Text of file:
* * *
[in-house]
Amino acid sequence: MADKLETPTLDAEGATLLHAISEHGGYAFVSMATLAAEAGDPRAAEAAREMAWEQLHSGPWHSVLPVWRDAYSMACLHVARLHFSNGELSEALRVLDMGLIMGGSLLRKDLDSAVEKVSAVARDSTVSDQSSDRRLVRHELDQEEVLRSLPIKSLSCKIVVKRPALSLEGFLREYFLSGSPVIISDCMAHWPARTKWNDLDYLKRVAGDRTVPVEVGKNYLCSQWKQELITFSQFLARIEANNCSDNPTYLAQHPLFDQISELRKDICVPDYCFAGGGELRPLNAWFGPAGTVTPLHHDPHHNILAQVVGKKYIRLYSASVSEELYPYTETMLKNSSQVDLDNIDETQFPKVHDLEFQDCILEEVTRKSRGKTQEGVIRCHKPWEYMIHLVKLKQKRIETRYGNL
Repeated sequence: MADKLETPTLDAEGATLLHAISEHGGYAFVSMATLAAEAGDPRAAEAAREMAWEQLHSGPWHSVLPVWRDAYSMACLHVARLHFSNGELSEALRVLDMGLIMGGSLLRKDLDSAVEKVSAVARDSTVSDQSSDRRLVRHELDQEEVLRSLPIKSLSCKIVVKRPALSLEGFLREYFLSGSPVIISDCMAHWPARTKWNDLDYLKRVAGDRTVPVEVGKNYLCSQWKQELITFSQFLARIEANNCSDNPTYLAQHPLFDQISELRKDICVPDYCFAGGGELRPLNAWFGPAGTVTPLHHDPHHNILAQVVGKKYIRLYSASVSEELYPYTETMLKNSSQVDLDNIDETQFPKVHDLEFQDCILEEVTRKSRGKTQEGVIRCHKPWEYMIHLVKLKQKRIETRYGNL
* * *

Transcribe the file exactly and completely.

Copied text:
[in-house]
Amino acid sequence: MADKLETPTLDAEGATLLHAISEHGGYAFVSMATLAAEAGDPRAAEAAREMAWEQLHSGPWHSVLPVWRDAYSMACLHVARLHFSNGELSEALRVLDMGLIMGGSLLRKDLDSAVEKVSAVARDSTVSDQSSDRRLVRHELDQEEVLRSLPIKSLSCKIVVKRPALSLEGFLREYFLSGSPVIISDCMAHWPARTKWNDLDYLKRVAGDRTVPVEVGKNYLCSQWKQELITFSQFLARIEANNCSDNPTYLAQHPLFDQISELRKDICVPDYCFAGGGELRPLNAWFGPAGTVTPLHHDPHHNILAQVVGKKYIRLYSASVSEELYPYTETMLKNSSQVDLDNIDETQFPKVHDLEFQDCILEEVTRKSRGKTQEGVIRCHKPWEYMIHLVKLKQKRIETRYGNL
Repeated sequence: MADKLETPTLDAEGATLLHAISEHGGYAFVSMATLAAEAGDPRAAEAAREMAWEQLHSGPWHSVLPVWRDAYSMACLHVARLHFSNGELSEALRVLDMGLIMGGSLLRKDLDSAVEKVSAVARDSTVSDQSSDRRLVRHELDQEEVLRSLPIKSLSCKIVVKRPALSLEGFLREYFLSGSPVIISDCMAHWPARTKWNDLDYLKRVAGDRTVPVEVGKNYLCSQWKQELITFSQFLARIEANNCSDNPTYLAQHPLFDQISELRKDICVPDYCFAGGGELRPLNAWFGPAGTVTPLHHDPHHNILAQVVGKKYIRLYSASVSEELYPYTETMLKNSSQVDLDNIDETQFPKVHDLEFQDCILEEVTRKSRGKTQEGVIRCHKPWEYMIHLVKLKQKRIETRYGNL